Special Formats And Positioning
Special formats will be considered content elements such as bold, colors, anchor text, or any other content characteristics that sets specific text out as different when a search engine is spidering your site. Positioning refers to the position of the keywords in relation to the entire content on a given page. Aside from this type of positioning there is also the consideration of how the content and keywords are positioned relative to the code of the page (and sometimes these can be two very different things). This topic was touched on in a past article on table structures and will be covered in a future mini-series on W3C complaint and search engine friendly design, to be published in September.
Special formats such as bold, colors, italics, highlights, etc. set specific content aside as more important than the rest. The use of these formats, provided that it is done correctly, can not only help improve that rankings of your website for specific phrases but can also enhance the usability of your website in general by drawing the human eye to key content. This is not to say that you should bold, highlight and color every instance of your targeted phrase but rather use these elements to draw the eye to the key content you are most interested in getting read.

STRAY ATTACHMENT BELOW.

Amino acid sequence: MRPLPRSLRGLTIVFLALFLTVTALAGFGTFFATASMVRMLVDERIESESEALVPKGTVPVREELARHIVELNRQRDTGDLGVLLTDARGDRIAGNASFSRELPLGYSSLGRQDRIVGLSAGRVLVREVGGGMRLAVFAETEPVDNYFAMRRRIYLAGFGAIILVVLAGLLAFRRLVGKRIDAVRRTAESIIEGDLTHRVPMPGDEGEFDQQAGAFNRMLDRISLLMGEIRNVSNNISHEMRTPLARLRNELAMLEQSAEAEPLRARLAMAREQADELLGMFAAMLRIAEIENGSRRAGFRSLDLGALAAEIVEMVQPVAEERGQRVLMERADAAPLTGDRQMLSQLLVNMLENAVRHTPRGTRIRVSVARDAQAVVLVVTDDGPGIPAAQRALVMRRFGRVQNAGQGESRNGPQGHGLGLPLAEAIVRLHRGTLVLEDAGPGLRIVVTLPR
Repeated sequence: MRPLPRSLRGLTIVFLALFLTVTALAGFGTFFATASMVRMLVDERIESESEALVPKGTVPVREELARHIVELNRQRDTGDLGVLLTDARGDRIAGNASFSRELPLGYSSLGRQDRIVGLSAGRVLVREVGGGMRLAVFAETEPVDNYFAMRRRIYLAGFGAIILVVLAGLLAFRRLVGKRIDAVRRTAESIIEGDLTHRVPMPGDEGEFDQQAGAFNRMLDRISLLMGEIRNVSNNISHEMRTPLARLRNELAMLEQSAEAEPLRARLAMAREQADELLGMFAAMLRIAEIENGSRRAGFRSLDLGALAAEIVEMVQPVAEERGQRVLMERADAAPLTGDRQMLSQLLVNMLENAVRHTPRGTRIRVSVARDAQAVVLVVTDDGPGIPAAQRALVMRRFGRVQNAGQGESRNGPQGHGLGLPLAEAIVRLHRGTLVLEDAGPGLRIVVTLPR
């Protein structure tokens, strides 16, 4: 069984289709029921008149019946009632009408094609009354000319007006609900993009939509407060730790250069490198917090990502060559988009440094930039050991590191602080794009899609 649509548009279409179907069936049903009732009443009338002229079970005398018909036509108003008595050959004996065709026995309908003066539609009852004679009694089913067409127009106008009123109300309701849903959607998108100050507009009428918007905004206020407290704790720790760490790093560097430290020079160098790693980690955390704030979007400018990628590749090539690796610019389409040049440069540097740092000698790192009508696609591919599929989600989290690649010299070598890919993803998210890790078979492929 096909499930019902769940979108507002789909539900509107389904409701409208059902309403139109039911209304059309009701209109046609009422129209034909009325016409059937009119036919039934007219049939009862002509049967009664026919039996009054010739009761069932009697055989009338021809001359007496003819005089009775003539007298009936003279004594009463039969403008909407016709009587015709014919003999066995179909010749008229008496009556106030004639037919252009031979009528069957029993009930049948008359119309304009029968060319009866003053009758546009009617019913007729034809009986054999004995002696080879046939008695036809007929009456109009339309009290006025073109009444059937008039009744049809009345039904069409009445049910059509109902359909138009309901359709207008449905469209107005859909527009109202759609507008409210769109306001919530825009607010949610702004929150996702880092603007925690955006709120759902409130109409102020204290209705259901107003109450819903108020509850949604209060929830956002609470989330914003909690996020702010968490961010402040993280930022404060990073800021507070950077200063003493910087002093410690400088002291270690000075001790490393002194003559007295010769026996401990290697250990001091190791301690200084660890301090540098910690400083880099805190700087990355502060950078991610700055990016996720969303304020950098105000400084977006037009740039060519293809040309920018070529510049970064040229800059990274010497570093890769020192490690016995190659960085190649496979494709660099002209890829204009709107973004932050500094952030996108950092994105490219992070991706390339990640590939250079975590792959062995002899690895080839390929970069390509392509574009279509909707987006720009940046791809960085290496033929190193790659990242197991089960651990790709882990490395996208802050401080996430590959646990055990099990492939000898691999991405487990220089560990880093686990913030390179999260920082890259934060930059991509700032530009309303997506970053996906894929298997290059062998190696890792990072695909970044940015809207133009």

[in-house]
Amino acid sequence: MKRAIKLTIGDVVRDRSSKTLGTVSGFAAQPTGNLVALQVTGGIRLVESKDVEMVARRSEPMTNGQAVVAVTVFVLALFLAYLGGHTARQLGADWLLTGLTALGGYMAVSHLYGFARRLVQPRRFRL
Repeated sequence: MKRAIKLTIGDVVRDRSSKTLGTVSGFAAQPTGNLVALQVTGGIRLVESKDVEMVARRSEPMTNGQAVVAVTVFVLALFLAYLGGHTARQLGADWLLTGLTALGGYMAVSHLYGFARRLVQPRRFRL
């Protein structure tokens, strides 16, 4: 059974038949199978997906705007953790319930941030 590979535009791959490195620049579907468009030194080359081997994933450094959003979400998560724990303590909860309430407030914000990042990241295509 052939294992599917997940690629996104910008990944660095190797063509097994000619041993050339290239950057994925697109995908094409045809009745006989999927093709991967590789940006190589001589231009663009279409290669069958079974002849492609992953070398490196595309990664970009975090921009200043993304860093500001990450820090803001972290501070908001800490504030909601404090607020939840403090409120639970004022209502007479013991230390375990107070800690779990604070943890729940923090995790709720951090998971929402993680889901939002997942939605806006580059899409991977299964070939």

With positioning the job is a bit more difficult to assess. One of the best ways to quickly isolate how your competitors have used special formats and where they have positioned there keywords in relation to the entire page is to simply run a search for the phrases on Google and view the cache of the page. The keywords will be highlighted in a variety of colors and will allow you to quickly glance through their page and isolate what special elements they are using and where they have positioned their keywords on the page. You will want to do this for the top 10 competitors.
As with any competition, if you understand what those who have what you want are doing it becomes a matter of doing the same and then adding 10% to your efforts. In the case of onsite optimization you'll simply want to duplicate the best of the top ten, in part two on external factors you will be doing the 10% more.